Threatening a coup does not benefit the people of Myanmar or the rank-and-file soldiers Senior General Min Aung Hlaing is tasked to lead. Moreover, attempting to do so at the end of his term as head of the military, which he has used to enrich himself and his family, indicates a financial motive, in addition to his desire hold onto political power. Who really benefits from a coup?


The Hongkong opposition newspaper The Apple Daily claims that Myanmar was the important test for the Biden administration to counter China’s expansive geopolitical goals as Myanmar was one of the 4 most important strategic choke points and hubs for the Belt and Road Initiative. China aimed to break through the US encirclement by using Myanmar as an in- and outlet.

“Sino-US wrestling ring moved to Myanmar?Mr. Tregunter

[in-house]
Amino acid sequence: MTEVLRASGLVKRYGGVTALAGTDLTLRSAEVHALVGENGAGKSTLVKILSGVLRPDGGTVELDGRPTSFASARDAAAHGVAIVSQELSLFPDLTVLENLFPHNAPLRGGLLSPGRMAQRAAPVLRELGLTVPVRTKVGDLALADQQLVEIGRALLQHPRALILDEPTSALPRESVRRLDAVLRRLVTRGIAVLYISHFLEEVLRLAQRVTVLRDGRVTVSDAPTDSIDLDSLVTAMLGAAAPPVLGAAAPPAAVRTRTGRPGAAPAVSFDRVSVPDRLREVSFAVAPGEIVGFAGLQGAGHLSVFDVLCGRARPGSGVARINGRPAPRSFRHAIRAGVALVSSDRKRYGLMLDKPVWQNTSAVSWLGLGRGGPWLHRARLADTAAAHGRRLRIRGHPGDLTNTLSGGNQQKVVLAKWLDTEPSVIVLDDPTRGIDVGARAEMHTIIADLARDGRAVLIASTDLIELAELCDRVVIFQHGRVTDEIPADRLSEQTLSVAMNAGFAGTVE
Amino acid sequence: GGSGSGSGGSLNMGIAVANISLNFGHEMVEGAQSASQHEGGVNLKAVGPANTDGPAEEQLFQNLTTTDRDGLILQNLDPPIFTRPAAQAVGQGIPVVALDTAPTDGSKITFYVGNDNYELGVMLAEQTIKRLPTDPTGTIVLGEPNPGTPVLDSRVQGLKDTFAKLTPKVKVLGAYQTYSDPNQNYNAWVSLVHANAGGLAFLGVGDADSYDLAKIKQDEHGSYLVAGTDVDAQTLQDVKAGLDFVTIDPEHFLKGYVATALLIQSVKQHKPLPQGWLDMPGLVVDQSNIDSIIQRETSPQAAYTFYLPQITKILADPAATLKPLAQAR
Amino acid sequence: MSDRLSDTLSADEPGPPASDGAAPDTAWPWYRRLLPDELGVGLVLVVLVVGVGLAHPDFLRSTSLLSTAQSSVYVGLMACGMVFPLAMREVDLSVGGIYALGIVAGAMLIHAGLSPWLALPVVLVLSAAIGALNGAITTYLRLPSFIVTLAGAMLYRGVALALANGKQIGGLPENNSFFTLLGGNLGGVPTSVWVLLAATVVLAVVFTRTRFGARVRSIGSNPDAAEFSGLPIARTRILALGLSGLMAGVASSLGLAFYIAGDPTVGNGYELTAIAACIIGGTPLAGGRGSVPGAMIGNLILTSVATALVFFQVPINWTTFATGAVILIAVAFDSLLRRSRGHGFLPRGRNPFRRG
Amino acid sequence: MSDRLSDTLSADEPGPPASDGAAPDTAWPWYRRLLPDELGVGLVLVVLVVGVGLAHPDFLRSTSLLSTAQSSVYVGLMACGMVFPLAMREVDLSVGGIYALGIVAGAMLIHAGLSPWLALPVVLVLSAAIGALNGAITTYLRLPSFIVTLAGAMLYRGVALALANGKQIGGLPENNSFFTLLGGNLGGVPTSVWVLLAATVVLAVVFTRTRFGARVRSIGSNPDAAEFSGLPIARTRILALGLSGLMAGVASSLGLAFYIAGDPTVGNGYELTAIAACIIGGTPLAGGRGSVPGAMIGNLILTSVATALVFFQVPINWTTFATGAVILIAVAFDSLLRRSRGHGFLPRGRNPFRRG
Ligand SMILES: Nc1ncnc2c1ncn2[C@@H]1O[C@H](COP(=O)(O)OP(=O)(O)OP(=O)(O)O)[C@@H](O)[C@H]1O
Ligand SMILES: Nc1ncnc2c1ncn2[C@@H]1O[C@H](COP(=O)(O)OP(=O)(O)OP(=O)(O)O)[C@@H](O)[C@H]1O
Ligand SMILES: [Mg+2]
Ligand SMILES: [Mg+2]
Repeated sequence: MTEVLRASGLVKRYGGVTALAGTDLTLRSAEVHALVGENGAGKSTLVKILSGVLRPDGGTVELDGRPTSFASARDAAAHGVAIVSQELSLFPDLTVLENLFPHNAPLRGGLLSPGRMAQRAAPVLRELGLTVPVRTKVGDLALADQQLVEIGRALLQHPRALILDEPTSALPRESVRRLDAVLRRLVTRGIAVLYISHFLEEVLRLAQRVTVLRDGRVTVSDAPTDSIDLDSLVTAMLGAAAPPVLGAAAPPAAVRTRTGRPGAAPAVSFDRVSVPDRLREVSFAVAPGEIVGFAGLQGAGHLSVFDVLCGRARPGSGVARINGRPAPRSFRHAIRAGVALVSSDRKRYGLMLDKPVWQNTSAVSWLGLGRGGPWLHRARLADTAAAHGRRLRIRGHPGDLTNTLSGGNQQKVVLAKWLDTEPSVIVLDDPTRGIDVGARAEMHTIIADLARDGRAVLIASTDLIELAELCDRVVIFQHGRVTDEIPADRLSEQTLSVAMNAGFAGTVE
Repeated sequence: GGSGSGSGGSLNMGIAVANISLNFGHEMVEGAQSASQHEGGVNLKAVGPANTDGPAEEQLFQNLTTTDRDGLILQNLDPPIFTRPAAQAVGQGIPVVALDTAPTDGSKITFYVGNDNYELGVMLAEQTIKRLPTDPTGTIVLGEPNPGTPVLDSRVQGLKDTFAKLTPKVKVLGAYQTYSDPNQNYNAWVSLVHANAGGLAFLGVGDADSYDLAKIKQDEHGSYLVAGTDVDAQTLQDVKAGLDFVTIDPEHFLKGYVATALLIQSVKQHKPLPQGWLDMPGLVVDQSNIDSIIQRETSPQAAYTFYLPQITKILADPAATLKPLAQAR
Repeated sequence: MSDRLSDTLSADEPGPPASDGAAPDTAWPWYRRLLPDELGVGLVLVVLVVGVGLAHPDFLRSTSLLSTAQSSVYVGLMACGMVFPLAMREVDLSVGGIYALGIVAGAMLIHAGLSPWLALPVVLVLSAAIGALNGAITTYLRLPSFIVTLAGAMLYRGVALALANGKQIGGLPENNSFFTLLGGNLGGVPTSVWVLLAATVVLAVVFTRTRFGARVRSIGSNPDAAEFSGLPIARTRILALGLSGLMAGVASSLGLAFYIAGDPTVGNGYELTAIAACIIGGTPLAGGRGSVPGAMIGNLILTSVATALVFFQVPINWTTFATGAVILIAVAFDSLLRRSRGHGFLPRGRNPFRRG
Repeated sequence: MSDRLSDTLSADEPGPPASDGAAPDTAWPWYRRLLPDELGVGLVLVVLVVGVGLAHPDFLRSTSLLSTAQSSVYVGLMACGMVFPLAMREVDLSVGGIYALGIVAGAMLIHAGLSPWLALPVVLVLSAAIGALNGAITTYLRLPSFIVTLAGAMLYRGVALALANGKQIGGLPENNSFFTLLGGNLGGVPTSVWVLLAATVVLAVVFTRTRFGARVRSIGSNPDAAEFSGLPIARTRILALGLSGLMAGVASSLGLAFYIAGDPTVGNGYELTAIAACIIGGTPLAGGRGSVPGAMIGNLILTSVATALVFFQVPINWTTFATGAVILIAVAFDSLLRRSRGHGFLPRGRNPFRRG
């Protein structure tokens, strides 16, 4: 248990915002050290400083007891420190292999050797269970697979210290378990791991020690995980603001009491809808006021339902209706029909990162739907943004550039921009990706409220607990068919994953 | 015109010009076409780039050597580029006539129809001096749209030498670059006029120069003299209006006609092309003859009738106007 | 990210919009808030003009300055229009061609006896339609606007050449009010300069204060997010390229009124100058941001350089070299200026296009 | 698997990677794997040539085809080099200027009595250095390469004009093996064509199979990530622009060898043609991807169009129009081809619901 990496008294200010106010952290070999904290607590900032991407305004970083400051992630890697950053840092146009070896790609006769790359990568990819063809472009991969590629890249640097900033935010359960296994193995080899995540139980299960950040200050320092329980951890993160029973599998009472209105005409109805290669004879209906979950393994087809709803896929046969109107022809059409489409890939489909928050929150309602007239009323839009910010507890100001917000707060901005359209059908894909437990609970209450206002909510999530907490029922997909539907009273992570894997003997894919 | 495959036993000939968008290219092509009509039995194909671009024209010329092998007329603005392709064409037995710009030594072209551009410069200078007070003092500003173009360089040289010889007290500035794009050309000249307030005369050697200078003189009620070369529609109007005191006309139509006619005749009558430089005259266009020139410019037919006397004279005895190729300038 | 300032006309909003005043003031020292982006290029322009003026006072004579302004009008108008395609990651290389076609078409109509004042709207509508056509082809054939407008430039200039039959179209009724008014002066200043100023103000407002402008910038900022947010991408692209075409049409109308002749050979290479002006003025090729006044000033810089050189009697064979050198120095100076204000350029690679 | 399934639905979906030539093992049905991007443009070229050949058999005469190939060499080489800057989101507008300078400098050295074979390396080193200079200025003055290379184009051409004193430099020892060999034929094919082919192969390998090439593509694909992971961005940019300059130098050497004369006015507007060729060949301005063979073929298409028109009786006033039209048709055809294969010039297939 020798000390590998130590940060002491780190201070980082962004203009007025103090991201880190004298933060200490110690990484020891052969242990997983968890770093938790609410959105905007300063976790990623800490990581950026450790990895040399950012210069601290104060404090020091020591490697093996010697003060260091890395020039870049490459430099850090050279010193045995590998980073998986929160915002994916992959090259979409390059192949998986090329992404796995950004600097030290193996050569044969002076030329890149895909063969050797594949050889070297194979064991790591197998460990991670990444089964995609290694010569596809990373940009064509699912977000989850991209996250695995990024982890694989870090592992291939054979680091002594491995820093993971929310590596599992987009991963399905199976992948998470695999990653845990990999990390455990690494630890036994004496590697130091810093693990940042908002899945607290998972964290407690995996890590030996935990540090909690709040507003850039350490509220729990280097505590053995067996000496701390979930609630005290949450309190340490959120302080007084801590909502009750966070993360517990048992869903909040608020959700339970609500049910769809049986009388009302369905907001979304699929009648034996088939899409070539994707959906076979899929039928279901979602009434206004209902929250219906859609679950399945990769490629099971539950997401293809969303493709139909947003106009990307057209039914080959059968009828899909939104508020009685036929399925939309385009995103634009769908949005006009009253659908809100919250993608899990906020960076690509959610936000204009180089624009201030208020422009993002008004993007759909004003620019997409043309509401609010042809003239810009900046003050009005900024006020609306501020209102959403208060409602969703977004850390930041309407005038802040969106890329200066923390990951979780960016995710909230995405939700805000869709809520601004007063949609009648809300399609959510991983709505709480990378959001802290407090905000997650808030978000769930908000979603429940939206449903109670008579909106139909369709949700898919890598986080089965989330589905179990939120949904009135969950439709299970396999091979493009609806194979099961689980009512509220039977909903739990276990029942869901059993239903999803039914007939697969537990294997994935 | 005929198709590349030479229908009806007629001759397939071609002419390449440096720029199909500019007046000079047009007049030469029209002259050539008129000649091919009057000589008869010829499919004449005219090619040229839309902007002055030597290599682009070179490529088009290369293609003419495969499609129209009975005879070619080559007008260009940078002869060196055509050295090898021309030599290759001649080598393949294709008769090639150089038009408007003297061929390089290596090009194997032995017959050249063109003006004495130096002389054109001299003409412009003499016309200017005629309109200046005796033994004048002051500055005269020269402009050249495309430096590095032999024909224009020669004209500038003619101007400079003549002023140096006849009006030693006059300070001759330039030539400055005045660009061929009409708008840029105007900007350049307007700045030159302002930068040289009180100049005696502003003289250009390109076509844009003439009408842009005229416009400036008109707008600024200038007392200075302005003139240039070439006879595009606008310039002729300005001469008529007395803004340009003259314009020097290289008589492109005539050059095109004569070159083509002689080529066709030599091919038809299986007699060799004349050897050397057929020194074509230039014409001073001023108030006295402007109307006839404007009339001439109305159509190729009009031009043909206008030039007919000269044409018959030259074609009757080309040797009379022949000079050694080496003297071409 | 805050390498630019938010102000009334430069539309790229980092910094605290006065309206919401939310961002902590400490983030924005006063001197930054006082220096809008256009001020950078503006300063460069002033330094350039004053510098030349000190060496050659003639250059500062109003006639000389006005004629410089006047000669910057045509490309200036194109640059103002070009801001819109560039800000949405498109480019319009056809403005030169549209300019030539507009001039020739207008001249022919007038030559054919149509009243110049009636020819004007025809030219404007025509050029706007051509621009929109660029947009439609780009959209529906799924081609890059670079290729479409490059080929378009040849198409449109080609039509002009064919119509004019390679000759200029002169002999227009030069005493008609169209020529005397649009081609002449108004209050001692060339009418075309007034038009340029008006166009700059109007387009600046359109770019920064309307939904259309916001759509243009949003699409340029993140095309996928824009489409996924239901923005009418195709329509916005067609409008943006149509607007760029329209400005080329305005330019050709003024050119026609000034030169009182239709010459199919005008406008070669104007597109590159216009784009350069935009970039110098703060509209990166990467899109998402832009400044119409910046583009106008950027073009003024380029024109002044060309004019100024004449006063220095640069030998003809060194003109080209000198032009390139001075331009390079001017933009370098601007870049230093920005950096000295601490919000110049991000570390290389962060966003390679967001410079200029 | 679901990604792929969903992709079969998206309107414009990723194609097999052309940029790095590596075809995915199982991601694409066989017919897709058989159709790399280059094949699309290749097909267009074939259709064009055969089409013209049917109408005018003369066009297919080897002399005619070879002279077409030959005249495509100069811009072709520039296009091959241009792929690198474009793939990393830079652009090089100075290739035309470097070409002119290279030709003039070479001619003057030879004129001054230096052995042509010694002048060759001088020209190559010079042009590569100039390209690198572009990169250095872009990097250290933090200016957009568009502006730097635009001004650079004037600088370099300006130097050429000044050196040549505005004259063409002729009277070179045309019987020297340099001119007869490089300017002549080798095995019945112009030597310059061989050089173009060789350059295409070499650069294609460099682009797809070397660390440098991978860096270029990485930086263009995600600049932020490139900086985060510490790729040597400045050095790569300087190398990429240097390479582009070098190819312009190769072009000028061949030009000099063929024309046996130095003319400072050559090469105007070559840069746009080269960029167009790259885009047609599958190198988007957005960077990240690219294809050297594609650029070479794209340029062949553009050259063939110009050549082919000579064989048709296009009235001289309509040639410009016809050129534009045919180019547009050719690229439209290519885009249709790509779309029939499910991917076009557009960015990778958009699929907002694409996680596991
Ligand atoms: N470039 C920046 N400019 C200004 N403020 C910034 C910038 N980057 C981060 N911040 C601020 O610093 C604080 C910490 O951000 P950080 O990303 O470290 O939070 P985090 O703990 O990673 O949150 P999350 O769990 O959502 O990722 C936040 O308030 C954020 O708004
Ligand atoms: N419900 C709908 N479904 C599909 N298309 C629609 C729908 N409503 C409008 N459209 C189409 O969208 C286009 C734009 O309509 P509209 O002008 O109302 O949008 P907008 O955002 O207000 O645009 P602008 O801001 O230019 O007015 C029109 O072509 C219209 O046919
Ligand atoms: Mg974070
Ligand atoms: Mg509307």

Published (HKT): 2021.02.10 09:41

Let’s roll out the map and pay heed to 4 points: Iran, Pakistan, Sri Lanka and Myanmar. They are key to the “Road” in the One Belt One Road initiative. I have mentioned a lot of times that with the Island Chain devised for stemming Japan, the Soviet Union, China and North Korea from expanding eastwardly in the old days, if China wants to break out of the encirclement, it has to go westwardly or southwardly. One Belt is on the west side of China; One Road is on the south side of China.